Tagines are a special kind of cookware, but they also refer to a class of food slow-cooked in a tagine. I chose to go with a Moroccan styled dish: a medley of vegetables cooked in a tagine style (a proper tagine would be cooked in, well, a tagine, but seeing how I don’t actually have one, a Dutch oven will have to do. Doh!).
This dish is easy to make, the only real killer being prepping the vegetables. I had seen a version of this dish which looked awfully appealing, so I figured I’d try my hand at it with a few twists. I chose to use this as a healthy side dish to get my veggies (main course coming up next!), but you could also tailor it to be more of a main course for vegetarians by serving a larger portion of it over a bed of rice or cous cous, maybe with a nice flat bread on the side.
Flavor-wise, this dish was simply delicious–even the most resolute veggie hater has to enjoy the flavor of this (although the still, very visible vegetables might pose another hurdle…). The base of the flavor was tomatoey, but not overwhelmingly so. That provided the foundation for every other flavor to stand on: sweet, savory, earthy, rich, citric, crunchy and crisp, tender and soft, and just all around hearty. There are two other major players to this dish (as far as veggies are concerned): cauliflower, and, my reason for including this in my Legume Love Affair, chickpeas. This dish wasn’t the sexiest thing to look at, but one bite makes up for that pretty quickly. Very hearty and tasty enough that you’ll forget its good for you.
- olive oil
- 1 shallot thinly sliced
- 1 tsp fresh ginger
- 3 cloves garlic
- 2 medium carrots
- 1 parsnip
- 1 cinnamon stick
- 1.5 cups canned tomatoes (I used fire roasted)
- 2 cups vegetable broth
- 1 cup mushroom broth (I just happened to have this handy–substituting vegetable broth is fine!)
- 2 tsp ground cumin
- 1/2 head cauliflower
- 1 preserved lemon
- 1 cup green olives (I used sicilian)
- 2 cups cooked/canned chickpeas
- 1/2 cup golden raisins
- 8 dates
- Optional: pinch of saffron
Begin by peeling and prepping all of the fresh ingredients as there isn’t a lot of time between steps during cook time, so you’ll find it a lot easier to manage if everything is mise en place.
So peel and dice the ginger, shallot, and garlic finely. Peel and coarsely chop the carrot and parsnip. Coarsely chop the cauliflower and dates. Pit the olives if you need to and chop them in halves or quarters. Also, finely dice the preserved lemon, taking care to remove the seeds. Seeing how I only just started preserving my lemons and they’re not ready yet, I used a fresh Meyer lemon instead and I separated the flesh and peel, doing my best to remove the bitter pith and seeds (Next time, I’ll be ready!). I also threw in a little salt to make up for it. You know, to make amends to the preserved lemon gods (you can’t be too careful).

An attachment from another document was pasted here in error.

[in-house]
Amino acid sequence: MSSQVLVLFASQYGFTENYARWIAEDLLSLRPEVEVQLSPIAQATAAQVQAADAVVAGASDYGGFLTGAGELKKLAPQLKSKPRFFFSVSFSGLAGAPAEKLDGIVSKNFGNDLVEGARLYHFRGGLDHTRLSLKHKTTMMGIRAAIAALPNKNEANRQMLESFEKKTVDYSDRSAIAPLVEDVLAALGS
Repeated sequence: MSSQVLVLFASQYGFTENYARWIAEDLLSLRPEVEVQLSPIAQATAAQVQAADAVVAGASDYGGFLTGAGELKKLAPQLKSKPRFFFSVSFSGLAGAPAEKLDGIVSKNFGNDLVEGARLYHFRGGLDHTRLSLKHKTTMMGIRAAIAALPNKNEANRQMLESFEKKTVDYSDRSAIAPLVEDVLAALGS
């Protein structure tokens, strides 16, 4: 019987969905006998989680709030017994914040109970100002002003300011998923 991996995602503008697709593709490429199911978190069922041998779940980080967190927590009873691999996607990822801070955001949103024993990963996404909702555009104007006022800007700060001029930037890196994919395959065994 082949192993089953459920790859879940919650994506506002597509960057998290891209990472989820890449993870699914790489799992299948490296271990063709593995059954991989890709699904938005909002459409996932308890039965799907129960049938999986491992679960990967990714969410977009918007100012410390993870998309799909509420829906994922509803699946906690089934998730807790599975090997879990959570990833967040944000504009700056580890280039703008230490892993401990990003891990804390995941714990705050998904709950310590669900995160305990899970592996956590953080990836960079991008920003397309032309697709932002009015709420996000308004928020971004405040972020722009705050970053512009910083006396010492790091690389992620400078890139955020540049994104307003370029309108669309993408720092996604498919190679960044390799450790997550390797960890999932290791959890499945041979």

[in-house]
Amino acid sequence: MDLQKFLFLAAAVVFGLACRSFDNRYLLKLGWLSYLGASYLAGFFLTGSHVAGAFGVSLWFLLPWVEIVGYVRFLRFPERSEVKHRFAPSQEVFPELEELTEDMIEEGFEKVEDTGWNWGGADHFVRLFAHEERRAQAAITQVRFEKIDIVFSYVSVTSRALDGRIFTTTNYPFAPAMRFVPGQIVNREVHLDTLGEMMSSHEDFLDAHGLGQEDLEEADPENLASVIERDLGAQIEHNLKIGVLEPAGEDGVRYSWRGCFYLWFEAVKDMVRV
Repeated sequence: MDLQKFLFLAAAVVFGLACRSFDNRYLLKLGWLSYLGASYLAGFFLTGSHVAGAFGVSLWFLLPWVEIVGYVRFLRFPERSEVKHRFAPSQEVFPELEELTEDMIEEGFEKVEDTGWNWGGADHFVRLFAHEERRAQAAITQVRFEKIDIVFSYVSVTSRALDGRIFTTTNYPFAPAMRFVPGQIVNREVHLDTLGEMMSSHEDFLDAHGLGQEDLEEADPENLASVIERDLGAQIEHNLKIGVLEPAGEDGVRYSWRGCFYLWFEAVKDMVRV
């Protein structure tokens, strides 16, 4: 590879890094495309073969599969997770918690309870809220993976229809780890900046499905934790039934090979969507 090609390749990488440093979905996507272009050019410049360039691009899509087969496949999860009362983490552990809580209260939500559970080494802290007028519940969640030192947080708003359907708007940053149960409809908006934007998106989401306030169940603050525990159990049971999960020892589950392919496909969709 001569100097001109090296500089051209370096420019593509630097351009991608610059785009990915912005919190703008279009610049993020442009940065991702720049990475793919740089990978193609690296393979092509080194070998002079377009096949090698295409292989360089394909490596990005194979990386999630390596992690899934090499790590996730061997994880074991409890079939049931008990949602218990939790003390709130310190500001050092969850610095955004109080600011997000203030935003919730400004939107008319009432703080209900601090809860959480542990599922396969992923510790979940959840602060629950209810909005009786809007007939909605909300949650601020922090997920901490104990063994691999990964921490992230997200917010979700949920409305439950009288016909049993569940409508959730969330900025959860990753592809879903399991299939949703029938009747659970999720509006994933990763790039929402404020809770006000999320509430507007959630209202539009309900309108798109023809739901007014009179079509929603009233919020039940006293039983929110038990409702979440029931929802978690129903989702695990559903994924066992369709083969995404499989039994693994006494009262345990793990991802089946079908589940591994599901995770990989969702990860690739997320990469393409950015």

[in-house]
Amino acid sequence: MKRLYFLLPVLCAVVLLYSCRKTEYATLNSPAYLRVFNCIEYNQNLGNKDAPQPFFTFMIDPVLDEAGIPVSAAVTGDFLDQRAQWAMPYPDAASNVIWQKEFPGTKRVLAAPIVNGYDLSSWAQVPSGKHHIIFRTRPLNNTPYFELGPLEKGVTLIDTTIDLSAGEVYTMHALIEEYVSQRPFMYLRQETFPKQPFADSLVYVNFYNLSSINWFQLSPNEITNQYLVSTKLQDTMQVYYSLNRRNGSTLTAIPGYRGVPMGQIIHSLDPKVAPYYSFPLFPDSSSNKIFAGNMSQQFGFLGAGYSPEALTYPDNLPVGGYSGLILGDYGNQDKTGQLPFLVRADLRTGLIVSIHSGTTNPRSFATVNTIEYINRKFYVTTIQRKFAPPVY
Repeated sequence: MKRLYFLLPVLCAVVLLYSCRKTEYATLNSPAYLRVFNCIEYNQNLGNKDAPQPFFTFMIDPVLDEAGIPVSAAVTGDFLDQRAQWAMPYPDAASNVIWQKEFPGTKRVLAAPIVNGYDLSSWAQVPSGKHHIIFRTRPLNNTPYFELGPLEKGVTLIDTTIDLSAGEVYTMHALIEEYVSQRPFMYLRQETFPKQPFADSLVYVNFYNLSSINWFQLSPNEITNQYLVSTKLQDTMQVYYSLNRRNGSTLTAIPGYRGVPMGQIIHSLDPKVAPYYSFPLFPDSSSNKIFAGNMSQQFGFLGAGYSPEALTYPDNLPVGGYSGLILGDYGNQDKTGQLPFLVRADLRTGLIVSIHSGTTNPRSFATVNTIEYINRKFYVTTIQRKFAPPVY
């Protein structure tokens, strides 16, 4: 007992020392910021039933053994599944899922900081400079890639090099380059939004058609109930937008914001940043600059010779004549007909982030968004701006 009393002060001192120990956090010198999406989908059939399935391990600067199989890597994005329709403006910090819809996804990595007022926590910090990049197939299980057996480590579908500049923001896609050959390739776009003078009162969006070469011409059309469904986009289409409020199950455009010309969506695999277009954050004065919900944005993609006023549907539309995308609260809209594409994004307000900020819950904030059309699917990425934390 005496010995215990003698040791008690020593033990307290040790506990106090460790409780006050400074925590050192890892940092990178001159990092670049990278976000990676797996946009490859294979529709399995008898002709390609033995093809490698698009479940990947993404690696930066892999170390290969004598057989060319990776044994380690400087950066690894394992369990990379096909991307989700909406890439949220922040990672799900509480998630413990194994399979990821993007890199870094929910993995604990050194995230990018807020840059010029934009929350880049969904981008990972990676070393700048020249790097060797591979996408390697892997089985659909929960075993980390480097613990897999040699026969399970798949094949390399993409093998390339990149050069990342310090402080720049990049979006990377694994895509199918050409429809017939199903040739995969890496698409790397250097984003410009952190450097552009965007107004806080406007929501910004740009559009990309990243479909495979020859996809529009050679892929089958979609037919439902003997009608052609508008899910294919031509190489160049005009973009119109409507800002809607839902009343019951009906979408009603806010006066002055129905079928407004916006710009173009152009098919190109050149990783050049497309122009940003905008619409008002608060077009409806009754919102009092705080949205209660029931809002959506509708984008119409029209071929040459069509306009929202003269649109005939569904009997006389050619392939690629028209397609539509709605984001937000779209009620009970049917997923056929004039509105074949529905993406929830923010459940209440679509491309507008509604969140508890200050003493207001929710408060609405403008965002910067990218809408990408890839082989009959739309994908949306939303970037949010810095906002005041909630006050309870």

If you’re doing canned chickpeas, opening a can is pretty easy, but if not, cook those according to package instructions. Finally, pour the broth in a bowl and crumble the saffron into the broth so it has a chance to start flavoring the dish before you get to work. The saffron won’t add a lot of color (seeing how the tomatoes already turn everything red), but it will just add to the sweet aromatics in that sexy way only saffron can.
So with everything ready to go, heat up some olive oil in the tajine/dutch oven. Once its hot, begin sautéing the shallot, and in about 2 minutes, add in the garlic and then the ginger. After another minute has passed, add the carrots and parsnips. After about 5 minutes, things should all have softened up nicely and be smelling nice.
In a separate pan, briefly toast the cinnamon stick until it lets off a perfume. Then add this back into the veggie pan.
Now, add in the tomato and saffron-infused broth mixture, stirring and simmering. Let this go for about 10 minutes or so to soften everybody up a bit more. The base flavor is there and the foundation is ready.
Finally, add in all of the remaining ingredients, stirring gently so as to avoid mashing up the cauliflower or chickpeas. The dates will honey up the liquid and the raisins will soften and reconstitute somewhat, adding a brighter sweetness. The lemon will liven things up with a wonderful citrus flavor and the olives really enrich the dish. And last, but definitely not least, add in the cauliflower and chickpeas. They come last simply to avoid overcooking as you’d like these guys to still be somewhat firm and clearly identifiable in the final product.
Let this simmer for another 15 minutes or so and then it should be good to go. If you choose to include rice/cous cous, you won’t mind the extra liquid, but if you’re having this dish alone (like I did), you might consider pouring off some of the excess liquid (maybe reserve it for use in some other dish–its quite a tasty broth!). I topped with some feta crumbles without really having given it a second thought, but in retrospect, I really can’t explain it–it certainly didn’t add to appearances. Whatever the case, it worked well flavor-wise!